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Research Articles

Hybridization between native and invasive alien plants: an overlooked threat to the biodiversity of Sri Lanka

Authors:

Deepthi Yakandawala ,

Department of Botany, University of Peradeniya, Peradeniya, LK
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Kapila Yakandawala

Department of Horticulture & Landscape Gardening, Faculty of Agriculture & Plantation Management, Wayamba University of Sri Lanka, Makandura, Gonawila, LK
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Abstract

Conservation of native biological diversity is one of the major challenges of this century. Invasive alien species (IAS) are a part of this challenge because a small but a significant fraction of IAS contribute to the demise of native species. The present paper reviews current literature on the phenomenon of hybridization in plants supporting the evolution of invasiveness, which is identified as a major threat to the extinction of native species. Further, the phenomenon of hybridization is been reviewed on a Sri Lankan context by citing evidence from a preliminary study between the native Nymphaea nouchali and an introduced violet flowered water-lily that has got established in water-bodies of Sri Lanka. This violet flowered water-lily has been incorrectly identified as the native Nymphaea nouchali, the National flower of Sri Lanka (‘Nil Manel’). Revealing the flawed identity of the violet flowered Nymphaea, its hybrid origin and the hybridization with the native N. nouchali, provides an excellent opportunity for initiating studies on a novel area in hybridization between natives and invasive alien species of plants in Sri Lanka.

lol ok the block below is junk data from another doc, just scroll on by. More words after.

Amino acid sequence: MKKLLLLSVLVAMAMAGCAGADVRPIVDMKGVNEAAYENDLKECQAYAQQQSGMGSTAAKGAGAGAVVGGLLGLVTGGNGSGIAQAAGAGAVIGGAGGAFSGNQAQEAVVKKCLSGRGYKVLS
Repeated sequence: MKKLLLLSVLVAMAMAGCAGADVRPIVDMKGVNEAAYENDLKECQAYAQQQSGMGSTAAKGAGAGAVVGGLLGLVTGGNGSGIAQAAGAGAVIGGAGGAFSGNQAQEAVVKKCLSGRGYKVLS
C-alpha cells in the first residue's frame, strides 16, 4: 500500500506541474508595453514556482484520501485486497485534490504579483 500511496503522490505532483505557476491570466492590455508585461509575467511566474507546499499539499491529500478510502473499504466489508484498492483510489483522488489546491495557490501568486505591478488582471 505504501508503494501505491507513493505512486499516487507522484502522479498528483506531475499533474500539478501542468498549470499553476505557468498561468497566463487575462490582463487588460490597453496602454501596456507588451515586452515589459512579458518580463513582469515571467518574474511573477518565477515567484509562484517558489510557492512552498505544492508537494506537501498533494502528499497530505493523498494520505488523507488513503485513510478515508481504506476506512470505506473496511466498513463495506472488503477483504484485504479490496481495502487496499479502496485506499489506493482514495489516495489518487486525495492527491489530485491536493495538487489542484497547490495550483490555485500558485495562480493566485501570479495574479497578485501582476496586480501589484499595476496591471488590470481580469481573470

Key words: biodiversity conservation, Nymphaea, evolution, ‘Nil Manel’, Invasive Alien Species (IAS)

DOI: http://dx.doi.org/10.4038/cjsbs.v40i1.3403

CJSBS 2011; 40(1): 13-23   

How to Cite: Yakandawala, D. & Yakandawala, K., (2011). Hybridization between native and invasive alien plants: an overlooked threat to the biodiversity of Sri Lanka. Ceylon Journal of Science (Biological Sciences). 40(1), pp.13–23. DOI: http://doi.org/10.4038/cjsbs.v40i1.3403
Published on 24 Aug 2011.
Peer Reviewed

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